Rawhide Material Thickness and Processing Issues
Natural rawhide stuff can be extremely thick and solid. Its thickness can make up to 9/64-11/64 inches. This leather quality is essential for holsters, wide men’s belts, heavy straps, knife sheaths, footwear, horse saddles.
The material thickness is measured in ounces. 1 ounce equals to 1/64”. Thus, when professionals order or buy the natural raw stuff, it’s marked as 2-11 oz.
Thus, it’s not possible to needle a sheepskin sheet easily and treat it as any fabric clothing, linen etc. A large set of tools are required to make an acceptable joint, lasting and good-looking.
The Basic Tools
Prior to sewing a piece of leather, it is to be needled or punched accurately, according to correct measurements and fast, as the process should not be time-consuming, actually. Therefore, you would need some sharp metal tools, like:
- the task-orientated stitching needles for leather;
- an awl;
- a groover;
- a stitching hole punch (French-style) or a chisel.
A precision awl of the proper diameter, equipped with a steel, diamond-shaped or round blade is essential to make individual piercings in the hard-to-reach places or just in the frame. It would be a bit time-consuming to use this tool alone for all punches piercing, but it’s essential as a supplementary hole maker and enlarger.
A stitching groover is intended to make shallow channels, recessing the future stitch, preparing the hollow for the accurate work. This tool looks like an awl, featuring a convenient, large handle, but with a fence to guide the processing and several different-sized attachments.
A chisel, equipped with several reverse or obverse prongs helps you to cut 6-8, evenly-spaced punctures simultaneously, to accelerate the piercing operation. The tools with 2-8 teeth are the most popular. They are selected depending on the tasks to be solved efficiently, the necessary spacing and amount of eyelets per 1 inch.
Overstitching and pricking wheels together with a wing divider are used to mark the holes’ position. For example, you can stamp the spaces evenly, using an overstitching wheel that consists of the sizeable handle and several interchangeable wheels. Pricking wheels are applicable for making curved lines. They look very similar to the overstitching ones, with smaller wheels and hogged handles. A wing divider is good also for the edges decorating.
When it goes about the needles, they are to be heavy-duty, with extra-large eyes and sharp points. They are about 2” long, but thick, about 3/64” in diameter, made of the strongest possible, rust-proof stainless steel. The versatile items like scissors, pliers, a ruler, a hammer, would be definitely helpful.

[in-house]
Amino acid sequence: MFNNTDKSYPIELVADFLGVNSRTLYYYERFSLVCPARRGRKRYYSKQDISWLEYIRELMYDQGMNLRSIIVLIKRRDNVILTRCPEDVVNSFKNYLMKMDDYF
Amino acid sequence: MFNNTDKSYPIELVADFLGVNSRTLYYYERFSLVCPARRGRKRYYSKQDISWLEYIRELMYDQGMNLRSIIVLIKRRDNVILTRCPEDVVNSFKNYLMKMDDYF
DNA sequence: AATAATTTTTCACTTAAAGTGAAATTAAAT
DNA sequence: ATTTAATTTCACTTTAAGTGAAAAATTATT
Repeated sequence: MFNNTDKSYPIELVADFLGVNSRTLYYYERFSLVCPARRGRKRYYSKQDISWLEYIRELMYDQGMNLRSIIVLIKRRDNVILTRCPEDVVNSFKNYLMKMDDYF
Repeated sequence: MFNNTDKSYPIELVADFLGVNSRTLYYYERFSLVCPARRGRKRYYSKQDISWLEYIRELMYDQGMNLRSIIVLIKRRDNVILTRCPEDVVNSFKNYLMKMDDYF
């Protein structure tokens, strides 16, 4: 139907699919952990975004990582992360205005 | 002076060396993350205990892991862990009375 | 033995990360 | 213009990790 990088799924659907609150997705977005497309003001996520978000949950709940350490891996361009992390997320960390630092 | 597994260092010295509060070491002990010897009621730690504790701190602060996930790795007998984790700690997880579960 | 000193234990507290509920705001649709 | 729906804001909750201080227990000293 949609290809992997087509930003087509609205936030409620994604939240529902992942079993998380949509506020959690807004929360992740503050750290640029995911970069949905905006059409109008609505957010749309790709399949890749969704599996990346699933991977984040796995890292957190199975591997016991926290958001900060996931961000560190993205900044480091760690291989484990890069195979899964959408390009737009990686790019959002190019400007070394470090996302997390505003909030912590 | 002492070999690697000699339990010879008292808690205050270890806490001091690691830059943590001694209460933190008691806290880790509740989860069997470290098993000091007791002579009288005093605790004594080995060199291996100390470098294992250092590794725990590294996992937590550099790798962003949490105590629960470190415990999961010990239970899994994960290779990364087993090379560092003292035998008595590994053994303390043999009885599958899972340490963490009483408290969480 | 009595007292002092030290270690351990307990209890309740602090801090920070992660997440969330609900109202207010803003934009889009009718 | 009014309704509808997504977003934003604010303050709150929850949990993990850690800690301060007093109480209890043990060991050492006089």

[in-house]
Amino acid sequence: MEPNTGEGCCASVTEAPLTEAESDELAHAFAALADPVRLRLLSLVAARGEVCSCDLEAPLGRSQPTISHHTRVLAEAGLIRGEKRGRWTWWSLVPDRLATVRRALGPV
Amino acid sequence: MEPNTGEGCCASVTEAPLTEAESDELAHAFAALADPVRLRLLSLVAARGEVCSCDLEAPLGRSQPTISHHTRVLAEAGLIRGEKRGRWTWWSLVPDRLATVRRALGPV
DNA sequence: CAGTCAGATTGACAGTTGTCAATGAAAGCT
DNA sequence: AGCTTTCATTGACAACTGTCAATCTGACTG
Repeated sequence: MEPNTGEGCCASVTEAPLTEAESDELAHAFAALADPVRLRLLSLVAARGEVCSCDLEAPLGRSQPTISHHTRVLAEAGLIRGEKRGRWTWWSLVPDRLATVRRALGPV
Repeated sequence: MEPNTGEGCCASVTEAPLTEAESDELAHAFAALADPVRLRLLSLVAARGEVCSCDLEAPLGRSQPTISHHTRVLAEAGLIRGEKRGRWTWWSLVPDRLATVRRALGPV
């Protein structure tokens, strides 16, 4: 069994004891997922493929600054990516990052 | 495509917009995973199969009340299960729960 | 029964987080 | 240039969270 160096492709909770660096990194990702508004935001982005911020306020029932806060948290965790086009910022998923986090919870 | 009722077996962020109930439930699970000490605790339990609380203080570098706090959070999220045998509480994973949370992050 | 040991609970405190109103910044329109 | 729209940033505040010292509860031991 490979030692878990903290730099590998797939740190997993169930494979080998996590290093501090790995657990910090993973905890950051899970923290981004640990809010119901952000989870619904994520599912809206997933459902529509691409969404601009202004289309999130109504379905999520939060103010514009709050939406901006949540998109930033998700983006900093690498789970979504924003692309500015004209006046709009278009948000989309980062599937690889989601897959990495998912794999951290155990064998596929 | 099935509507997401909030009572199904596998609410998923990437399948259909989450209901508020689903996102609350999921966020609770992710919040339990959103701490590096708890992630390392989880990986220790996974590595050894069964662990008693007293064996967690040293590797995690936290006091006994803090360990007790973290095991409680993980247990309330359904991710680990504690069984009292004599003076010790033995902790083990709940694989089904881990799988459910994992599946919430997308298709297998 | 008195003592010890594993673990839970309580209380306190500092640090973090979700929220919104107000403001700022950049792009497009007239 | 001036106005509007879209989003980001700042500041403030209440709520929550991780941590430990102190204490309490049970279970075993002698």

The Necessary Materials
Whenever you use vegetable-tanned or hard sheepskin, it is to be processed, decorated and tooled before joining the edges. Thus, if you are going to emboss leather, do it in beforehand.
Additionally, you would need the rubber cement or the special glue for leather to hold the material in place firmly (a lacing pony or a clamp can be used for this goal, as well).
As to the thread, it definitely should be special, thick and strong. Waxed thread for leather is recommended due to its glossy finish, great durability and strength. Thanks to the wax lubrication, your sewing process is easier, passing through the dense items naturally, without any efforts.
Bonded thread is covered with a liquid resin, lubed and cured. It increases its abrasive resistance, reducing the downtime and sewing duration. Select nylon, polyester or linen thread material, as well as its color, depending on its application, your needs and tastes.
The thread number corresponds to its denier that is the linear density, summarizing the fibers thickness and strength. For instance, No. 46-69 are suitable to stitch leather, soft and delicate, for example, wallets, purses, bags. No 92-138 are commonly used for furniture trimming. No. 207-277 are preferable for thick, 12 oz rawhide material.
Now, let’s hand sew the sheepskin. When you have already prepared the necessary stuff, processed and embossed the leather, let’s proceed with the embroidering.
- Glue the pieces together.
- Use wing divider to measure the accurate distance from the edges.
- Groove the line.
- Mark the stitches with a well-suited wheel (pricking or overstitching), a punch or a chisel.
- Make holes with an awl.
- Clamp the item with a lacing pony.
- If you don’t mind the saddle stitching method, apply it to enable strong, neat joints.
- Knot, cut the thread.
It’s extremely important to secure the article firmly, to avoid any slips or bending, especially when you deal with thin, delicate goatskin.
Saddle Sewing in Details
Stitching the leather, you can apply any universally known sewing method, but this one is helpful to make the strongest joints. Double raw of tacks is reliable, and the pressure on the thread is eliminated. Additionally, this sewing approach is rather simple and fast.
So, use one thread and 2 needles. Run each of the ends into a different needle.
- Thread one needle through a hole that is end most or just any you like. The equal length of the thread is to be on both leather sides.
- Keep the needles by your both hands.
- Push a needle through the next hole and the second one through the same hole, just behind the available thread.
- Keep sewing.
- Make several backstitches across the last (end most) eyelet.
- Cut the thread ends.
The second stitch is to be always behind the first one, to enable even, accurate look.
Thus, it’s as easy to sew thick pieces of rawhide material as to emboss leather, creating the unique pattern or logo. If you are a beginner in leatherworking, but want to make neat joints, don’t give up. Use pliers or an awl, if it’s difficult to pull the needle through the piercing. However, when you get all the best-suited materials and tools, you’ll consider this work to be easy and straightaway.
Video Tutorial: How to Sew Thick Leather